NAPLAN Online – no requirement to participate until 2021
Queensland Teachers' Journal, Vol 124 No 7, 27 September 2019, page no. 8
The release of the 2019 NAPLAN results again highlighted the need for a national review into this test regime.
The media was quick to highlight Queensland’s supposed shortfalls, without recognising that these tests do not offer the best insight into students’ progress or the tendency for long-term standardised testing to result in a plateau in student achievement. The QTU is also eager to learn how students who experienced technical difficulties during testing were able to receive accurate results.
Despite Education Minister Grace Grace’s decision to delay the mandatory transition to NAPLAN Online until 2021, schools are still feeling pressured to engage in online preparation and training. Delegates at the 2019 QTU Biennial Conference resolved that members are best placed to judge if their school is ready to participate in NAPLAN Online testing and/or training, and that following consultation with members, Union Reps may seek a directive from the QTU not to participate. At present, two schools have sought directives, however, a number of other workplaces have contacted the QTU for advice and others have informed the QCAA they will not be participating, without requiring a directive.
NAPLAN Three State Review
The terms of reference have been released for the review into NAPLAN by the Queensland, New South Wales and Victorian State Governments. The review will:
- determine what the objectives for standardised testing in Australia should be, given its evolution over time
- assess how well-placed NAPLAN is to meet these objectives
- consider the key objectives, uses and features of effective national assessment programs internationally, and how the objectives and performance of NAPLAN compare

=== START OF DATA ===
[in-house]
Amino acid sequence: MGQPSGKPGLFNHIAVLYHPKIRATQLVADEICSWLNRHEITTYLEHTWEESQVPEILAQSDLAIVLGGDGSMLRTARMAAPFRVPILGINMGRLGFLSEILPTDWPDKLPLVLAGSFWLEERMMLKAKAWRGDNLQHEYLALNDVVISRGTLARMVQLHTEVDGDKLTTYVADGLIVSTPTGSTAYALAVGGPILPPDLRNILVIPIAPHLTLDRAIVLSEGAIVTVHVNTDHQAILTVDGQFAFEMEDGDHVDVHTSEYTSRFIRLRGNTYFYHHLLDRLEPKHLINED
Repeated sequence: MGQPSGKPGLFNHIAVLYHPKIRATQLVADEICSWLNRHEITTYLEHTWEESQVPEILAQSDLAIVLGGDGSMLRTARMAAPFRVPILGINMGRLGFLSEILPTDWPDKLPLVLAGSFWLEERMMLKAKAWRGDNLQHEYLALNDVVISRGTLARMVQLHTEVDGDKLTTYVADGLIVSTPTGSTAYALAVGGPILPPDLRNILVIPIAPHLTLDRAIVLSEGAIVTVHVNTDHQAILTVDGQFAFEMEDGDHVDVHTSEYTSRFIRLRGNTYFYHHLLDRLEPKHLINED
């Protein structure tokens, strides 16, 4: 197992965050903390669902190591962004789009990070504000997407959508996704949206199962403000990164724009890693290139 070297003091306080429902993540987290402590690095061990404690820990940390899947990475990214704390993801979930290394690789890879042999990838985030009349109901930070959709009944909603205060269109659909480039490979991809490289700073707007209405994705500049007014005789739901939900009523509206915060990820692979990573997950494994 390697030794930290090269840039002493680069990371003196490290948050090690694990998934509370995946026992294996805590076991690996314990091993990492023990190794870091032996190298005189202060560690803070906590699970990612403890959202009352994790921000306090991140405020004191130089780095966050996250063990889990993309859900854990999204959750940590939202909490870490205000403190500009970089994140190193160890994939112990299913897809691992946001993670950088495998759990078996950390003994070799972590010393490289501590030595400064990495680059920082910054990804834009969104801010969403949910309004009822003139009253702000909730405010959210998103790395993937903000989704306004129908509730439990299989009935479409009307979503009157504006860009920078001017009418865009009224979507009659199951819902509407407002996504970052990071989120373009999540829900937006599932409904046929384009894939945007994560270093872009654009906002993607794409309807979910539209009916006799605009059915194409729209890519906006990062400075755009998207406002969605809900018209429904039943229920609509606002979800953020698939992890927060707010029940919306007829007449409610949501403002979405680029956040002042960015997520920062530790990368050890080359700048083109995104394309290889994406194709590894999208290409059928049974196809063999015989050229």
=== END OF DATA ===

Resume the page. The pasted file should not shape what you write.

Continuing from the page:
- identify targeted improvements that can be made to standardised testing in Australia in the short term, including the level of school and student engagement, so it better meets the objectives above
- identify longer-term objectives, uses and features of standardised testing in Australia within the context of a future national assessment landscape
- consider, in line with these objectives, longer-term improvements that can be made to ensure that Australia has the most efficient and effective system for assessing key literacy and numeracy outcomes at the national level.
An interim report will be provided to the Education Council in December, with the final report expected in June 2020. In the absence of a comprehensive federal review, this tri-state review will provide valuable direction in the debate around the continuation of NAPLAN in its current form.
ACARA NAPLAN item trial
Each year, schools across Australia are selected to trial test items under consideration for future NAPLAN tests. The process requires 25 students from years three, five, seven and nine to complete two online literacy or numeracy tests (except in year three, where students may be required to complete a pencil and paper writing test). Engagement with this process is voluntary and schools may decline to participate or seek a directive from the QTU, if required.
NAPLAN Reporting Review
In June, the COAG Education Council released its NAPLAN Reporting Review, prepared by William Louden, Emeritus Professor of Education at the University of Western Australia. The theme permeating through the report was the contention between school/system transparency and the risk of misuse of NAPLAN data. The report could not conclude any relationship between data transparency and student outcomes.
Findings aligned with the QTU’s concerns that NAPLAN data is used for different purposes by stakeholders and that there is no set understanding of the purpose of NAPLAN or the test results. Many stakeholders mentioned concerns about the misuse of test data contributing to the high-stakes nature of the tests.
Concerningly, one recommendation was to further investigate initiatives on learning progressions and formative assessment tools, to improve the timeliness and diagnostic quality of assessments available to schools. The QTU continues to advocate that schools, through consultation with members, are best equipped to make decisions about assessment instruments, as is necessary when developing and/or reviewing data plans. Furthermore, as professionals, teachers capably track students’ understandings and skills in a variety of ways without the need to record individual student learning progressions. The requirement to assess, record and report student learning progressions would be highly detrimental to teacher workload reduction – the number one priority of the QTU.